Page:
A CDC food safety alert regarding a multistate outbreak of Salmonella infections linked to flour has been posted: https://www.cdc.gov/salmonella/infantis-03-23/index.html
- Investigators have identified Gold Medal flour as the source of this outbreak.
- Interviews with sick people and laboratory data show that Gold Medal flour contaminated with Salmonella has made people sick.
- All six people who remembered the brand of flour they used reported Gold Medal All-Purpose Flour, and FDA found the outbreak strain in Gold Medal flour collected from a General Mills facility in Missouri.
- On April 28, 2023, General Mills recalled the following products, which have “better if used by” dates of March 27, 2024, and March 28, 2024:
- 5- and 10-lb. bags of Gold Medal Unbleached All-Purpose Flour
- 2- and 5- lb. bags of Gold Medal Bleached All-Purpose flour
- See the recall notice for more info.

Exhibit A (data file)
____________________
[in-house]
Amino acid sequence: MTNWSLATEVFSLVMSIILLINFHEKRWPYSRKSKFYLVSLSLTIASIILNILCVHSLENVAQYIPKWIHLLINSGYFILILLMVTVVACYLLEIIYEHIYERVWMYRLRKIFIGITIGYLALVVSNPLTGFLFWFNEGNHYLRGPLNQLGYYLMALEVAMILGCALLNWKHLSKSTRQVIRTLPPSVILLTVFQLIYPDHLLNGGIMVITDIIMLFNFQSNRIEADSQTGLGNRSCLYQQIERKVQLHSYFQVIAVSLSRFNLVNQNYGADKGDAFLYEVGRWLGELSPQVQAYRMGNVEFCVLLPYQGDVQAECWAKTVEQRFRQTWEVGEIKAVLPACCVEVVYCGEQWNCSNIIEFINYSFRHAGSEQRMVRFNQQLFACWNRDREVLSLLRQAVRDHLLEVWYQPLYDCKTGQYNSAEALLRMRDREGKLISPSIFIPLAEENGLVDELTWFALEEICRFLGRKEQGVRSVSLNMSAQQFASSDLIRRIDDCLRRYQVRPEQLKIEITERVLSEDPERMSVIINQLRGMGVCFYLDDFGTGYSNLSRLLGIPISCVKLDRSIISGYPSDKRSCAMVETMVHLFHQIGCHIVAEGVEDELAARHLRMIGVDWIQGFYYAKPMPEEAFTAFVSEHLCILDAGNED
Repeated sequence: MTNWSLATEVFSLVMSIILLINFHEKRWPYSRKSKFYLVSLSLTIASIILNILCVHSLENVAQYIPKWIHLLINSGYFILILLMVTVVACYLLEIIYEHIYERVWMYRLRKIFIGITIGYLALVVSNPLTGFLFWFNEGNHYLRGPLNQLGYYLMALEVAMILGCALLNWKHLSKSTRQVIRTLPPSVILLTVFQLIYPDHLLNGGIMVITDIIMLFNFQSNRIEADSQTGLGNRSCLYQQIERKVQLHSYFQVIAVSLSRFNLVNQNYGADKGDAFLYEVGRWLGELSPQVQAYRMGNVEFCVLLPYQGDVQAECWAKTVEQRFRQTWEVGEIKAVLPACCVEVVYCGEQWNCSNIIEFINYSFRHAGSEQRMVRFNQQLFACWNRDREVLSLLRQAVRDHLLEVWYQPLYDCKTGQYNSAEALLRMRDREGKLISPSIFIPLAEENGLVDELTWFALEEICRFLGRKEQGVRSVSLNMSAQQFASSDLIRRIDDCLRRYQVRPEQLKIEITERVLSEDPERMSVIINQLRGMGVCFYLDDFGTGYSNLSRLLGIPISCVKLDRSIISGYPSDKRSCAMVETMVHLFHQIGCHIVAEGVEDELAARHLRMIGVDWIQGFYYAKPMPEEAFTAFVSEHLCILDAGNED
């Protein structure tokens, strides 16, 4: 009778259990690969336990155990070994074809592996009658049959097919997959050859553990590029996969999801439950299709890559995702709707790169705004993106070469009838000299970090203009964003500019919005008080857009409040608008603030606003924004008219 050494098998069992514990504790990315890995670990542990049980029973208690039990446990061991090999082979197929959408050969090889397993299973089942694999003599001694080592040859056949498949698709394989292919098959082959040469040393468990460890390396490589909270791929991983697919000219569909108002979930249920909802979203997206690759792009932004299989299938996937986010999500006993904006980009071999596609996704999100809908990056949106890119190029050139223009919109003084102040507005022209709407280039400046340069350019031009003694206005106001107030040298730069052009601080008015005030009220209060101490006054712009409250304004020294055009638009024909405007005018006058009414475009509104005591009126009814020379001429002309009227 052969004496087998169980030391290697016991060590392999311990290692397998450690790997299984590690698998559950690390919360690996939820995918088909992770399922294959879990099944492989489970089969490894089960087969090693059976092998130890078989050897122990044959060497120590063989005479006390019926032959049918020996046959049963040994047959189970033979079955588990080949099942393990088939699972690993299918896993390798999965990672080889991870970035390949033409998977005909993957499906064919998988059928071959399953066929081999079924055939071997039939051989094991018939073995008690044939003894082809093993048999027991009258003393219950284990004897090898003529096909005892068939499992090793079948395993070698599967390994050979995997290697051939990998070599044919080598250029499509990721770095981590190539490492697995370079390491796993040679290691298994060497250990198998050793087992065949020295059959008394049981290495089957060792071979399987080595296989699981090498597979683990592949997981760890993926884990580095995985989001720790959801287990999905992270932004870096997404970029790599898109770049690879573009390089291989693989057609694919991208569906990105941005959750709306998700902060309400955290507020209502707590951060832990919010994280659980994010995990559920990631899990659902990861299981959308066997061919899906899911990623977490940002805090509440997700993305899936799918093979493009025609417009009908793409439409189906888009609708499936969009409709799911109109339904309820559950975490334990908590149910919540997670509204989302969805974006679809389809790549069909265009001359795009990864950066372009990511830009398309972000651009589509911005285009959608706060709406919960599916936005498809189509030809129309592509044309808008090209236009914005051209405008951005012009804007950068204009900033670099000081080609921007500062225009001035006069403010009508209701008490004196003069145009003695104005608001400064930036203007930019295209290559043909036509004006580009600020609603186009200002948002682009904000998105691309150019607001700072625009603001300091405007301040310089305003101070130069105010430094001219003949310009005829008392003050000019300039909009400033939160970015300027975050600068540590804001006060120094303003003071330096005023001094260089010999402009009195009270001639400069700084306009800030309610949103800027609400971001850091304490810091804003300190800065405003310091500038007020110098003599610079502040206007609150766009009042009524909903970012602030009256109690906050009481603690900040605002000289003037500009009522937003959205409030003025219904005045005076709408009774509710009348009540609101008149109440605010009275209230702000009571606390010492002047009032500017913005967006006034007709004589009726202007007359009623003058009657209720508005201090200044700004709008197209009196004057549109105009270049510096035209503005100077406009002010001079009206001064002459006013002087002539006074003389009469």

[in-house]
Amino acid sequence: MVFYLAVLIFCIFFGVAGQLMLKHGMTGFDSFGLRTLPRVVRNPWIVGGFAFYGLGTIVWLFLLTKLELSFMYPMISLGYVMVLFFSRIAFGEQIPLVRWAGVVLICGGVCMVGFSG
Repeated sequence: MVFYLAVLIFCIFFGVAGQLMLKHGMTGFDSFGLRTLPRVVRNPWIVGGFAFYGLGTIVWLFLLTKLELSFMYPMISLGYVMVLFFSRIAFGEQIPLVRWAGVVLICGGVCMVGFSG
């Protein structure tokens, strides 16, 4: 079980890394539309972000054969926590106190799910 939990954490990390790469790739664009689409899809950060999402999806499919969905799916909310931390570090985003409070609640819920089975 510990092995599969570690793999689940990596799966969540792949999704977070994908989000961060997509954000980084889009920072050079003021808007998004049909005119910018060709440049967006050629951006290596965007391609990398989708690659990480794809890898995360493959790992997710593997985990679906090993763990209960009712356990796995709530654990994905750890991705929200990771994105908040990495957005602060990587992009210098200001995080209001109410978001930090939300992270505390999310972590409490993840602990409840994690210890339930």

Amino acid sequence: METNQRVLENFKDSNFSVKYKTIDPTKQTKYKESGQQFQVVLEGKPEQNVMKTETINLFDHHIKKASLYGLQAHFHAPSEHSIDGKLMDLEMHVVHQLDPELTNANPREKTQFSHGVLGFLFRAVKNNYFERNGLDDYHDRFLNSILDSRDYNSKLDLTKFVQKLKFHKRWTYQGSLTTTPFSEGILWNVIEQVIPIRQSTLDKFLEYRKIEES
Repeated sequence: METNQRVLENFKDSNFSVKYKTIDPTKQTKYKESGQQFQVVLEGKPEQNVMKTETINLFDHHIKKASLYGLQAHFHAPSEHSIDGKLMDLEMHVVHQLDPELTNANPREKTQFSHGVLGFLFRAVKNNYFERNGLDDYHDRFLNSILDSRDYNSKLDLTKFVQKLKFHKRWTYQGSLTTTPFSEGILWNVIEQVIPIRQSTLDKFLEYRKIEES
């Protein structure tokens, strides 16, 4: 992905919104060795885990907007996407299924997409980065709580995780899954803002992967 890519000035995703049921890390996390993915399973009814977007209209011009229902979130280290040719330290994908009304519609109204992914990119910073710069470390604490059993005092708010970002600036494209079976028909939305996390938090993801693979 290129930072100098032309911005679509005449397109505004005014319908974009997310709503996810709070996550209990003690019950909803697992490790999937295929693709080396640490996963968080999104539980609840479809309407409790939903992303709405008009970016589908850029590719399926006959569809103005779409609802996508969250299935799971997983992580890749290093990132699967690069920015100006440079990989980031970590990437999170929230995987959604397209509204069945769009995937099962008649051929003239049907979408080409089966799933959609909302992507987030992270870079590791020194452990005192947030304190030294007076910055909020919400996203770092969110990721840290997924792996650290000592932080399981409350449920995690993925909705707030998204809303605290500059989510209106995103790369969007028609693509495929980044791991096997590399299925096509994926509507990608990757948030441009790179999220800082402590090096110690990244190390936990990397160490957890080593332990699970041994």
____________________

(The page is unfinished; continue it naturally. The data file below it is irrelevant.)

- A total of 13 people infected with the outbreak strain of Salmonella have been reported from 12 states. Three people have been hospitalized. No deaths have been reported.
- The true number of sick people is likely higher than the number reported, and the outbreaks may not be limited to the states with known illnesses. This is because some people recover without medical care and are not tested for Salmonella.
What You Should Do:
- Do not eat, sell, or bake with recalled flour. Throw it away or return it to where you bought it.
- Wash surfaces and containers that may have touched the recalled flour using hot soapy water or a dishwasher.
- Most people infected with Salmonella develop diarrhea, fever, and stomach cramps 6 hours to 6 days after being exposed to the bacteria.
- The illness usually lasts 4 to 7 days, and most people recover without treatment.
- In some people, the illness may be so severe that the patient is hospitalized. Salmonella infection may spread from the intestines to the bloodstream and then to other parts of the body.
- Children younger than 5, adults 65 and older, and people with weakened immune systems are more likely to have severe illness.
If you have questions about cases in a particular state, please call that state’s health department.
CDC Division of Media Relations